From a cost standpoint, Fact Sheet states: “It is generally agreed that artificial turf costs more to install than natural grass, while natural grass costs more to maintain.Installation and maintenance costs for each must be assessed on a case by case basis depending on site specific conditions.But generally speaking, when the installation and maintenance costs of artificial turf are assessed for the life span of the turf, particularly when the cost of disposal is added, the cost of installing and maintaining natural grass is far less.The guaranteed life and/or lifespan of artificial turf is 8 to 10 years.Some attempt to claim a longer life in order to assert a lower annual cost.” Footnotes omitted.
The comparative cost figures for artificial turf and natural grass as set forth in Delaware Riverkeeper.org’s Fact Sheet:
Cost of disposal: turfunknown (significant/hazardous waste)v.natural grass$0
Av. annual cost for8 yrs:turf$106,000v.natural grass$74,500
Av. annual cost for 10 yrs:turf$86,000v.natural grass$68,000
Av. annual cost for 15 yrs:turf$59,333v.natural grass$59,333
Per Facts about Artificial Turf and natural Grass (Turfgrass Resource Center):
Cost of construction and maintenance per sq. ft.: turf$7.80-$10.75v. natural grass$6.50-$7.95 (with high quality soil amendments), or $2.50-$5.25 (with native soils)
Cost of disposal per sq. ft.:turf $1.75-$2.25v. natural grass$0
Springfield College case study installation and maintenance: turf &105,000v. natural grass$78,000
Av. annual cost for 8 yrs(without disposal cost): turf 800,000 install and annual maintenance of $5,000 v. natural grass $400,000 and $28,000, respectively
Av. annual cost for 10 yrs (without disposal cost): turf $85,000v. natural grass $68,000
Av. annual cost for 25 yrs (without disposal cost): turf$58,377v. natural turf$54,666
Per A Guide to Synthetic and Natural Turfgrass for Sports Fields:
Cost of installation per sq. ft.: turf7.80-$10.75v. natural grass$2.50-$5.25 (if done with native soils), $3.50-$5.25 (if done with combination of native soils and sand),$6.50-$7.95 (if done with sand drainage)
Annual maintenance:turf $5,000-$25,000v. natural grass $4,000-$11,000 (per the case studies provided)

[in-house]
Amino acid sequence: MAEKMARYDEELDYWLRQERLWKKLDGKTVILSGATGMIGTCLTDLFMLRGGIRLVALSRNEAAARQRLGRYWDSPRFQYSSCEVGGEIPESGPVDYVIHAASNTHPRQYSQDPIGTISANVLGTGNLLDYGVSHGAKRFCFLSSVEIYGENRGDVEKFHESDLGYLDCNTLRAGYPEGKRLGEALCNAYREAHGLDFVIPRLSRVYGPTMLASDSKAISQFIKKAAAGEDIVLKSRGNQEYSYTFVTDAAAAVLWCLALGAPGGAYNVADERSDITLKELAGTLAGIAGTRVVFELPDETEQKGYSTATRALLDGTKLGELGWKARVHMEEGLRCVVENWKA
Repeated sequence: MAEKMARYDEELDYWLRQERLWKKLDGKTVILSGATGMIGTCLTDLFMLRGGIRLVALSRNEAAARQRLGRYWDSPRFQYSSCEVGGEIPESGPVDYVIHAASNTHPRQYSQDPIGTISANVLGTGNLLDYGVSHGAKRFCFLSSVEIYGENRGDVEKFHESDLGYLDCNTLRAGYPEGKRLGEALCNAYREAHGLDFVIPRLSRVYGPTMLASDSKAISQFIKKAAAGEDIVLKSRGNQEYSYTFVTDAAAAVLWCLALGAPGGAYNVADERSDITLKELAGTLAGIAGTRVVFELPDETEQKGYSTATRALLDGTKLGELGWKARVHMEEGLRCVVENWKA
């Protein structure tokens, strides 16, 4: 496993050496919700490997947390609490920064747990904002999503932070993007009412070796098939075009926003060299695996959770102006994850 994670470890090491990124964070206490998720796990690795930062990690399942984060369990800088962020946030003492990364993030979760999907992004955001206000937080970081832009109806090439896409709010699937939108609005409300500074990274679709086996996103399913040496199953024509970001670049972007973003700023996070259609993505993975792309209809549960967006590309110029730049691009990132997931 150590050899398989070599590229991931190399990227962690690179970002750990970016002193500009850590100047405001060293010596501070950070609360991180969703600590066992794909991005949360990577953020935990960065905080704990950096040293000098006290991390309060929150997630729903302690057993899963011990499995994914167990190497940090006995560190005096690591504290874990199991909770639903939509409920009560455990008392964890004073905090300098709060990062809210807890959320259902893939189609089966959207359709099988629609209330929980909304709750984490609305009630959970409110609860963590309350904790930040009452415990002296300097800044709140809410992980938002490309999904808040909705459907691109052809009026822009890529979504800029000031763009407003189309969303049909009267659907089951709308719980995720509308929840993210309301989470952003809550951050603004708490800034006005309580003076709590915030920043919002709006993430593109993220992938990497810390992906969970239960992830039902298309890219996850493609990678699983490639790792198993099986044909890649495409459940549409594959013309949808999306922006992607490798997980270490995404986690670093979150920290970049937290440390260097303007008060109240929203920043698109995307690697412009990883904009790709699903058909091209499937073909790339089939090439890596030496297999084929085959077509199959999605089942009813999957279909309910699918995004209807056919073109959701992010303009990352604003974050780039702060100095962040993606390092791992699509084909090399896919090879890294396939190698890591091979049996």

Disposal per sq. ft. (exclusive of transportation and landfill surcharges for environmentally controlled products):turf$1.75-$2.25 v. natural grass$0.
[No. 18] Maplewood, New Jersey. December 8, 2007. Maplewoodvotes.org is spearheading a citizens’ petition drive calling for a referendum on the townships’ decision to issue a $2.8 million bond for purposes of constructing DeHart Park, including synthetic turf fields. The decision to bond the project was decided by Township Committee on November 20, 2007, even though in April 2006 the town’s Environmental Committee voted down the project and advised the town not to proceed with artificial turf at the site. On January 1, 2007, the town will be voting on another $1.4 million in additional monies for the project. To find out how you can help Maplewoodvotes.org in its efforts to save the environment, please visit http://www.maplewoodvotes.org/index.html or contact email@example.com. To read more on this story, please see news article at http://www.localsource.com/articles/2007/12/06/maplewood/local_news/doc4758339b18f03652305475.txt.
[No. 17] New Jersey environmentalists question spending “Green Acres” money on turf. November 23, 2007. According to NorthJersey.com, environmentalists are questioning why state officials are letting towns pay for synthetic turf fields with "Green Acres" funds. One such person is Dee Ann Ipp, a Teaneck resident, who told NorthJersey.com that many voters would be upset to learn they supported an open space fund "in which millions of dollars can be spent on something that isn't green at all." Source: Colleen Diskin, “Critics worry about artificial turf’s impact on ecosystem,” in The Record, northern New Jersey, November 23, 2007, available at http://www.northjersey.com/page.php?qstr=eXJpcnk3ZjczN2Y3dnFlZUVFeXkzJmZnYmVsN2Y3dnFlZUVFeXk3MjI0OTg5JnlyaXJ5N2Y3MTdmN3ZxZWVFRXl5Mg.